Energy Bill Support for Firms to Be Reduced from April

Energy bill support for firms to be reduced from April

After warning that the current level of assistance was too expensive, the government will reduce support for companies with energy bills.

Instead of having their costs capped as they do under the current scheme, businesses will receive discounts on wholesale prices under the new one.

Heavy energy users like glass, ceramics, and steelmakers will receive a larger discount than other industries.

The program will only be advantageous to businesses when energy costs are high.

While some industry groups applauded the announcement, others cautioned that it fell short of what was needed for businesses dealing with skyrocketing costs.

A cap has been placed on the new program, which will run until the end of March 2024. This is an effort to lessen the amount that taxpayers will be exposed to rising costs.

The energy support program is primarily used by businesses, but it is also utilized by nonprofit organizations, public sector institutions like schools and hospitals, and charities.

After prices spiked in the wake of the pandemic and the war in Ukraine, the government first introduced the package last September.

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Despite being three to four times higher than their long-term average, wholesale gas prices are currently lower than they were prior to Russia’s invasion.

The government announced that it would reduce its energy subsidies for the upcoming fiscal year to £5.5 billion.

The current scheme had been described as “unsustainably expensive” by the chancellor and was predicted to cost about £18.4bn in just six months, according to official forecasters.

‘As Much Support as We Are Able’

Chancellor Jeremy Hunt said: “My top priority is to address the rising cost of living, which is a problem for both families and businesses.

“This entails making challenging choices to reduce inflation while providing as much assistance to families and businesses as we are able.”

According to a statement, bills for gas and electricity will both automatically be discounted by up to £6.97 per megawatt-hour (MWh).

This amounted to about £2,300 in savings for a pub, according to James Cartlidge, the exchequer secretary to the Treasury, who was speaking in the House of Commons on Monday.

The government added that large manufacturers, whose costs are typically much higher, will receive a larger discount, or about £700,000 in support over a 12-month period.

Due to their global competitors, these companies, according to the Treasury, will receive more assistance because they are less able to pass on higher costs to customers.

Mr. Hunt claimed that in addition, he had written the energy watchdog, Ofgem, to express his displeasure with companies that failed to give customers discounts.

Clive Watson, chairman of the City Pub Group, told the BBC that falling wholesale prices were not coming through in the bills “just yet”.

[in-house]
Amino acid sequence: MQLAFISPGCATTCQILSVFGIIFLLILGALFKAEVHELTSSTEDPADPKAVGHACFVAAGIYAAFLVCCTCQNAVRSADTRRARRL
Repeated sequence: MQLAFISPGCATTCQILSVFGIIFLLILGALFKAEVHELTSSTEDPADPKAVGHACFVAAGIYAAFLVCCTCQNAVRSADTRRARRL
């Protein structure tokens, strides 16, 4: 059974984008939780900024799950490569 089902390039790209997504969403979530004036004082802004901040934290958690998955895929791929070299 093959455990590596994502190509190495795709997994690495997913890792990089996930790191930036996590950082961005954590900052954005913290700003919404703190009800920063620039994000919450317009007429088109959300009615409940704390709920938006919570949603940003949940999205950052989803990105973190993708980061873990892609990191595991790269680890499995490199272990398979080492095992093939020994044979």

The group, which operates 43 pubs in England and Wales, has been forced to close some of them during particular hours of the day due to exorbitant costs.

Confidence will not return “until we see bills at the levels we saw them at last year,” he said, adding that the group had put expansion plans on hold until there was more certainty.

Businesses had previously raised concerns about a “cliff edge” if there was no further support for rising bills, potentially leading to job losses and bankruptcies.

But Tom Thackray of the business lobby group CBI acknowledged that it was “unrealistic to think the scheme could stay affordable in its current form”.

“Heavy energy users and those exposed to global trade are among some of the most impacted in the current crisis, so the additional support for these firms is a particularly welcome step,” he said.

But it also means that some businesses will be stuck with higher costs if they locked into fixed-price contracts last year.

The Federation of Small Businesses described the announcement as a “huge disappointment”.

Martin McTague, its national chair, said: “Many small businesses won’t be able to make it on the pennies provided by the new version of the scheme.

“While the New Year should be a time of optimism and excitement, for tens of thousands of small businesses that have relied on government energy support to survive this winter, 2023 appears to be the beginning of the end.”

The firms that will receive a larger discount are represented by UK Steel, which noted that the new level of support provided is less than that in other nations like Germany.

Although it welcomed the scheme, it cautioned that the government was betting on a “calm and stable 2023 energy market, in a climate of unstable global markets”.

Meanwhile, the British Chambers of Commerce said that the new scheme falls “seriously short” for firms who are already struggling with prices, which are near a 40-year high.

It follows a warning from Bank of England Chief Economist Huw Pill that, despite a recent drop in wholesale energy prices, inflation may last longer than anticipated.


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